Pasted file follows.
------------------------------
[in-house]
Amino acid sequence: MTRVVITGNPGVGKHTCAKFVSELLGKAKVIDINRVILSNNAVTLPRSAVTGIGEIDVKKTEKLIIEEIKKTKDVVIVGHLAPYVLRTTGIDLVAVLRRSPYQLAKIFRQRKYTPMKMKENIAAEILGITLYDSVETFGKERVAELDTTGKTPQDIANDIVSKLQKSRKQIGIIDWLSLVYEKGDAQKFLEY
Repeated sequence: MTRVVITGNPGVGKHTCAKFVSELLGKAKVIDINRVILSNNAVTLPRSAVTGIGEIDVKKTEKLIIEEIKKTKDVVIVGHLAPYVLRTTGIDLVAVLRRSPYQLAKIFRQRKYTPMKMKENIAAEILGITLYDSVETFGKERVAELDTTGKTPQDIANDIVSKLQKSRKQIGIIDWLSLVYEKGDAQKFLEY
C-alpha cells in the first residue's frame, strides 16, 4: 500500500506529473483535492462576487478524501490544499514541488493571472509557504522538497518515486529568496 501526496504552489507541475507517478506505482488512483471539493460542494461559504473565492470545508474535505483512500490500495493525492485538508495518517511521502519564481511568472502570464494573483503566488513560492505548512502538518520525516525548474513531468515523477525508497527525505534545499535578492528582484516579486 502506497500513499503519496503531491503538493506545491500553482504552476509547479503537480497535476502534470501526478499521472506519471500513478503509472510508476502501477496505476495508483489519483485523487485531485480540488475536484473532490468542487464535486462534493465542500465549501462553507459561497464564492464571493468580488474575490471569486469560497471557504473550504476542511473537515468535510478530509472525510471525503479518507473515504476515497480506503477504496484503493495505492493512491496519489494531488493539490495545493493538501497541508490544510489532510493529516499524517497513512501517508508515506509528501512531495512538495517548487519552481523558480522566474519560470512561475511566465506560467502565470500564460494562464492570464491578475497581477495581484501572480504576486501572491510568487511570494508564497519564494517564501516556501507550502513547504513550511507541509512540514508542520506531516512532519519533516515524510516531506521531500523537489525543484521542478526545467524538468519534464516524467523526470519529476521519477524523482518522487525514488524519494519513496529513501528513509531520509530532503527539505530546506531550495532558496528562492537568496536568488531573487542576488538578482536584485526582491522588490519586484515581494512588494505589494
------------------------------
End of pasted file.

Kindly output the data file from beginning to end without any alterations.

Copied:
[in-house]
Amino acid sequence: MTRVVITGNPGVGKHTCAKFVSELLGKAKVIDINRVILSNNAVTLPRSAVTGIGEIDVKKTEKLIIEEIKKTKDVVIVGHLAPYVLRTTGIDLVAVLRRSPYQLAKIFRQRKYTPMKMKENIAAEILGITLYDSVETFGKERVAELDTTGKTPQDIANDIVSKLQKSRKQIGIIDWLSLVYEKGDAQKFLEY
Repeated sequence: MTRVVITGNPGVGKHTCAKFVSELLGKAKVIDINRVILSNNAVTLPRSAVTGIGEIDVKKTEKLIIEEIKKTKDVVIVGHLAPYVLRTTGIDLVAVLRRSPYQLAKIFRQRKYTPMKMKENIAAEILGITLYDSVETFGKERVAELDTTGKTPQDIANDIVSKLQKSRKQIGIIDWLSLVYEKGDAQKFLEY
C-alpha cells in the first residue's frame, strides 16, 4: 500500500506529473483535492462576487478524501490544499514541488493571472509557504522538497518515486529568496 501526496504552489507541475507517478506505482488512483471539493460542494461559504473565492470545508474535505483512500490500495493525492485538508495518517511521502519564481511568472502570464494573483503566488513560492505548512502538518520525516525548474513531468515523477525508497527525505534545499535578492528582484516579486 502506497500513499503519496503531491503538493506545491500553482504552476509547479503537480497535476502534470501526478499521472506519471500513478503509472510508476502501477496505476495508483489519483485523487485531485480540488475536484473532490468542487464535486462534493465542500465549501462553507459561497464564492464571493468580488474575490471569486469560497471557504473550504476542511473537515468535510478530509472525510471525503479518507473515504476515497480506503477504496484503493495505492493512491496519489494531488493539490495545493493538501497541508490544510489532510493529516499524517497513512501517508508515506509528501512531495512538495517548487519552481523558480522566474519560470512561475511566465506560467502565470500564460494562464492570464491578475497581477495581484501572480504576486501572491510568487511570494508564497519564494517564501516556501507550502513547504513550511507541509512540514508542520506531516512532519519533516515524510516531506521531500523537489525543484521542478526545467524538468519534464516524467523526470519529476521519477524523482518522487525514488524519494519513496529513501528513509531520509530532503527539505530546506531550495532558496528562492537568496536568488531573487542576488538578482536584485526582491522588490519586484515581494512588494505589494